Spilled mercury and waste mercury-containing equipment and products should be treated as hazardous materials and in many cases as hazardous wastes. This waste must be disposed of in accordance with all relevant requirements (see provincial and territorial legislation) and be recycled wherever possible. To help plan for the proper recycling or disposal of mercury-containing products, identify hazardous waste management firms and/or certified carriers and remember to properly package products prior to transport to help prevent breaks or leaks. The links below can help you find more information.

The Recycling Council of British Columbia provides a hotline service that supplies information on waste recycling and disposal throughout the entire province.

Alberta Environment has introduced voluntary Fluorescent Bulb and Electronic Recycling programs for institutions, businesses, and industries.

The Merc-Divert Superior program, run by EcoSuperior, supports several initiatives to prevent mercury pollution in Thunder Bay and the surrounding Lake Superior basin.

The LampRecycle.org web site is an American resource for information about mercury-containing lamp recycling and lists lamp-recycling companies in Canada.

The Association of Lighting and Mercury Recyclers represents the majority of commercial processors of mercury-containing wastes in the US some of whom also operate in Canada.

The Clean Air Foundation - Switch Out website lists participants in the program for removal of mercury switches in automobiles.

Fluorescent Lamps

Mercury-containing lamps such as fluorescent lamps are an energy efficient choice that can be used in many lighting applications. Mercury is in fact an essential component and no viable replacement has been found at this time. Coal-fired electricity generation represents one of the largest sources of atmospheric mercury emissions to the Canadian environment. Also, hydro-electric dams increase mercury levels in the water reservoirs that result from their construction. Therefore, the use of fluorescent lamps, which are far more energy efficient than incandescent bulbs, can reduce energy consumption and may, as a result, decrease overall mercury releases. Through the Canada-Wide Standard for Mercury-containg Lamps, manufacturers have committed to significant reductions in the amount of mercury in lamps. The best energy efficient lighting option remains choosing low-mercury, long-life fluorescent bulbs and disposing of end-of-life lamps properly.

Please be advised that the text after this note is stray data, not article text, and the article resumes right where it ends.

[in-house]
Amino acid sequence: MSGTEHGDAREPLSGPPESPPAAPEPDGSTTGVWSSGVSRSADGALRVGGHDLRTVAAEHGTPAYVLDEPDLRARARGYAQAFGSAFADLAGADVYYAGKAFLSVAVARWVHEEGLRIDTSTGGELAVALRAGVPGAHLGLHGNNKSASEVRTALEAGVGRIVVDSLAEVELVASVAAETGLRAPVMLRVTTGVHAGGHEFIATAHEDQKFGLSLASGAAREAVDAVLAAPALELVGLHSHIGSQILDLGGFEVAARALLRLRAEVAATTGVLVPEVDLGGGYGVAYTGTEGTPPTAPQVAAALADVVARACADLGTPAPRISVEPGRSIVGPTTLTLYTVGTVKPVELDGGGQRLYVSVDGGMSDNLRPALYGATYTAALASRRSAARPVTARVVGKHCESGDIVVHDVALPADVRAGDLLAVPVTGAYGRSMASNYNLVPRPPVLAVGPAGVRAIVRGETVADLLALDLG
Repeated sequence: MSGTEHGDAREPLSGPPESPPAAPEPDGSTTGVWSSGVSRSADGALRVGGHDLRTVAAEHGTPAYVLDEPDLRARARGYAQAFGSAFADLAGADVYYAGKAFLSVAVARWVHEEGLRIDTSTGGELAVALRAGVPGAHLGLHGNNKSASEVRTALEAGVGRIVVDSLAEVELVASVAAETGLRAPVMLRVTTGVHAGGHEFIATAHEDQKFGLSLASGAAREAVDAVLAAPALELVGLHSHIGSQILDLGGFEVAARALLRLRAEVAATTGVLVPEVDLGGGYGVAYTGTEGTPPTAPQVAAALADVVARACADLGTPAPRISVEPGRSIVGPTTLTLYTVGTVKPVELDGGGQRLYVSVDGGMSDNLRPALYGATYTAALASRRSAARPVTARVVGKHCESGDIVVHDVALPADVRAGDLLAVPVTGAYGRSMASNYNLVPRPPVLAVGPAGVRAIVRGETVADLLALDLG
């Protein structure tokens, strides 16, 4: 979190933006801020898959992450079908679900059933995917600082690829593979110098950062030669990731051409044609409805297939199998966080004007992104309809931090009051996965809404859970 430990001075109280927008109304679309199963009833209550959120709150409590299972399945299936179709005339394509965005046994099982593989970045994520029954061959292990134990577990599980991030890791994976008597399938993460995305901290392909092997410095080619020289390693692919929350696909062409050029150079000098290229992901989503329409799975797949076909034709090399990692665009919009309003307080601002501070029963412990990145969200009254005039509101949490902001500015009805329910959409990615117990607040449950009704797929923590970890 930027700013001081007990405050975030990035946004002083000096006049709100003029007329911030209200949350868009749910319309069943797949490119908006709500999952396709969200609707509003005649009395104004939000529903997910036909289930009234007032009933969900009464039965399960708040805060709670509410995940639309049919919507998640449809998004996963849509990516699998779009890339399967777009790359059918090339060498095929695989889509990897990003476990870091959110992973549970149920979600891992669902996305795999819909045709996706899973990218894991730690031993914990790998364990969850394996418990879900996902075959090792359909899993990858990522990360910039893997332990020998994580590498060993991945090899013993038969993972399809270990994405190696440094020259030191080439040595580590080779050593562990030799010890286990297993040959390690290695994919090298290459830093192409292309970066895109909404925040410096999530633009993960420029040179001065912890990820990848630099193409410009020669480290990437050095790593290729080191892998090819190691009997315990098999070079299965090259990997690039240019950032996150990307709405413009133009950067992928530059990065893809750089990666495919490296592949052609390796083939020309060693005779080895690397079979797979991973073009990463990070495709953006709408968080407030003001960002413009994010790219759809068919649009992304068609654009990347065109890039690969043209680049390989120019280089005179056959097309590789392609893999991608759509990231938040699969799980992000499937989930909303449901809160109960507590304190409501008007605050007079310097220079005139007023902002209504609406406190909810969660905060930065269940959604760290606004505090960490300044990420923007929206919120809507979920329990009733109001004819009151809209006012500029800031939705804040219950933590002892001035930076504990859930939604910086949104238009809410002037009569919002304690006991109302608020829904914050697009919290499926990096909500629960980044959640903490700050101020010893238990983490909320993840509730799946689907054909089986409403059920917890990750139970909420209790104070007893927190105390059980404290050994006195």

Mercury-containing lamps should be treated as hazardous materials and should not be thrown in the garbage. Many municipalities have programs that accept household products that contain mercury. Some have implemented collection programs specifically for fluorescent bulbs, while others collect them as part of their household hazardous waste programs. If you wish to dispose of bulbs that were for personal use, you may wish to contact your local municipality or provincial authority for disposal information.

Tip: Keep your bulbs' original packaging and use it to store spent bulbs to prevent them from breaking in order to avoid mercury releases during transport to the disposal facility.

Depending on the circumstances and the quantities of waste, end-of-life fluorescent bulbs are in many cases classified as hazardous waste. This can be the case when commercial/industrial/institutional facilities generate waste fluorescent lamps. It is the responsibility of facility managers to be aware of the policies, legislation and initiatives that apply to their facility and the associated legal liability of the organization.

It is important that fluorescent lamps are properly disposed of in order to prevent mercury releases from the bulb. The best disposal method for fluorescent tubes is recycling. Used lamps must be handled carefully to ensure that they do not break or implode and release mercury. Fluorescent lamps should be left intact because of the dangers associated with mercury vapours, glass shards and dust. A convenient place to store lamps to prevent them from breaking is in the lamps' original packaging or in boxes that may be supplied by lamp recyclers. To help plan for the proper recycling or disposal of used fluorescent bulbs, facility managers can identify lamp recycling companies, hazardous waste management firms and/or certified carriers.